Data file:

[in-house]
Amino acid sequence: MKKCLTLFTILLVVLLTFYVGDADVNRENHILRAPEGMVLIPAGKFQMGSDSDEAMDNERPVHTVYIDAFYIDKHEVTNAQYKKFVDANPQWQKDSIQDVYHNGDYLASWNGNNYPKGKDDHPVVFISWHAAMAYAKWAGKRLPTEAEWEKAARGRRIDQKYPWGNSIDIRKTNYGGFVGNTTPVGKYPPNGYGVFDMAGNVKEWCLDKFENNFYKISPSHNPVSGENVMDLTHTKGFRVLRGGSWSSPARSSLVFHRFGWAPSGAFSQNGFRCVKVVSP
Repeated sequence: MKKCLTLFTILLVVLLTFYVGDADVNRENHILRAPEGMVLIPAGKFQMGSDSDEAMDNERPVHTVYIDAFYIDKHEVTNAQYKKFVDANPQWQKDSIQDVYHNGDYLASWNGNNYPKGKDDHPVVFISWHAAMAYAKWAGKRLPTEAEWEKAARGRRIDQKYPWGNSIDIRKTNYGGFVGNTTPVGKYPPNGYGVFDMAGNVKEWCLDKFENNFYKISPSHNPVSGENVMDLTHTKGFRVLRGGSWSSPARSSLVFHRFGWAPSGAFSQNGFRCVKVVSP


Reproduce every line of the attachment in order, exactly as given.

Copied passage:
[in-house]
Amino acid sequence: MKKCLTLFTILLVVLLTFYVGDADVNRENHILRAPEGMVLIPAGKFQMGSDSDEAMDNERPVHTVYIDAFYIDKHEVTNAQYKKFVDANPQWQKDSIQDVYHNGDYLASWNGNNYPKGKDDHPVVFISWHAAMAYAKWAGKRLPTEAEWEKAARGRRIDQKYPWGNSIDIRKTNYGGFVGNTTPVGKYPPNGYGVFDMAGNVKEWCLDKFENNFYKISPSHNPVSGENVMDLTHTKGFRVLRGGSWSSPARSSLVFHRFGWAPSGAFSQNGFRCVKVVSP
Repeated sequence: MKKCLTLFTILLVVLLTFYVGDADVNRENHILRAPEGMVLIPAGKFQMGSDSDEAMDNERPVHTVYIDAFYIDKHEVTNAQYKKFVDANPQWQKDSIQDVYHNGDYLASWNGNNYPKGKDDHPVVFISWHAAMAYAKWAGKRLPTEAEWEKAARGRRIDQKYPWGNSIDIRKTNYGGFVGNTTPVGKYPPNGYGVFDMAGNVKEWCLDKFENNFYKISPSHNPVSGENVMDLTHTKGFRVLRGGSWSSPARSSLVFHRFGWAPSGAFSQNGFRCVKVVSP